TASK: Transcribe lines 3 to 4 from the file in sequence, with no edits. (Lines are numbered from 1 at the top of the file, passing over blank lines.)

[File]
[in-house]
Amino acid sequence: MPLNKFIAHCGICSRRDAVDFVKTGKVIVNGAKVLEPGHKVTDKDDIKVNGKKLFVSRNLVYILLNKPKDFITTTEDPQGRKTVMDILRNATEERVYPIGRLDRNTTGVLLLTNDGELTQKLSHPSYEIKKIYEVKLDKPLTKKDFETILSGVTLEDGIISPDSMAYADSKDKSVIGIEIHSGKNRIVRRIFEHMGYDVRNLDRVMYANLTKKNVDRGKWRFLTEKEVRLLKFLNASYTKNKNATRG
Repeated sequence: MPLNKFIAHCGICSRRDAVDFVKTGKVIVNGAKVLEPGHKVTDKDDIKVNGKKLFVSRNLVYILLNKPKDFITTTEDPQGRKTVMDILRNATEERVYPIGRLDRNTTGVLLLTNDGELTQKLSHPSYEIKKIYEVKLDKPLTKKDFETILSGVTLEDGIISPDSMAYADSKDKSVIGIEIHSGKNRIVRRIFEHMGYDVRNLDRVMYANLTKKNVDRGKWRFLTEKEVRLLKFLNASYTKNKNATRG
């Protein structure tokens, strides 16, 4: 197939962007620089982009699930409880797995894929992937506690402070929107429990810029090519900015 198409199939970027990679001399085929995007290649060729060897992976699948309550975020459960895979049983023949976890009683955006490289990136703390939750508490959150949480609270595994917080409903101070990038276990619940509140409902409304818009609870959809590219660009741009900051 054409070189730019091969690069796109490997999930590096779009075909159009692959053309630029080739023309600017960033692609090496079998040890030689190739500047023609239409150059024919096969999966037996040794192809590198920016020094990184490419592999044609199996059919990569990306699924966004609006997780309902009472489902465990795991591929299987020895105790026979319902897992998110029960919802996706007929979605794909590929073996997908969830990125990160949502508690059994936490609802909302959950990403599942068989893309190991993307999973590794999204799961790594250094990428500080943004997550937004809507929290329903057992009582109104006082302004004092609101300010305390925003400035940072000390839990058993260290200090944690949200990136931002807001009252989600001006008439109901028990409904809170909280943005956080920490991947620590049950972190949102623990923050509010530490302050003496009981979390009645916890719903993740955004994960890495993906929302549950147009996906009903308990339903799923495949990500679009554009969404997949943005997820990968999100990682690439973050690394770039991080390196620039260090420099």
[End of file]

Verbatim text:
Repeated sequence: MPLNKFIAHCGICSRRDAVDFVKTGKVIVNGAKVLEPGHKVTDKDDIKVNGKKLFVSRNLVYILLNKPKDFITTTEDPQGRKTVMDILRNATEERVYPIGRLDRNTTGVLLLTNDGELTQKLSHPSYEIKKIYEVKLDKPLTKKDFETILSGVTLEDGIISPDSMAYADSKDKSVIGIEIHSGKNRIVRRIFEHMGYDVRNLDRVMYANLTKKNVDRGKWRFLTEKEVRLLKFLNASYTKNKNATRG
């Protein structure tokens, strides 16, 4: 197939962007620089982009699930409880797995894929992937506690402070929107429990810029090519900015 198409199939970027990679001399085929995007290649060729060897992976699948309550975020459960895979049983023949976890009683955006490289990136703390939750508490959150949480609270595994917080409903101070990038276990619940509140409902409304818009609870959809590219660009741009900051 054409070189730019091969690069796109490997999930590096779009075909159009692959053309630029080739023309600017960033692609090496079998040890030689190739500047023609239409150059024919096969999966037996040794192809590198920016020094990184490419592999044609199996059919990569990306699924966004609006997780309902009472489902465990795991591929299987020895105790026979319902897992998110029960919802996706007929979605794909590929073996997908969830990125990160949502508690059994936490609802909302959950990403599942068989893309190991993307999973590794999204799961790594250094990428500080943004997550937004809507929290329903057992009582109104006082302004004092609101300010305390925003400035940072000390839990058993260290200090944690949200990136931002807001009252989600001006008439109901028990409904809170909280943005956080920490991947620590049950972190949102623990923050509010530490302050003496009981979390009645916890719903993740955004994960890495993906929302549950147009996906009903308990339903799923495949990500679009554009969404997949943005997820990968999100990682690439973050690394770039991080390196620039260090420099």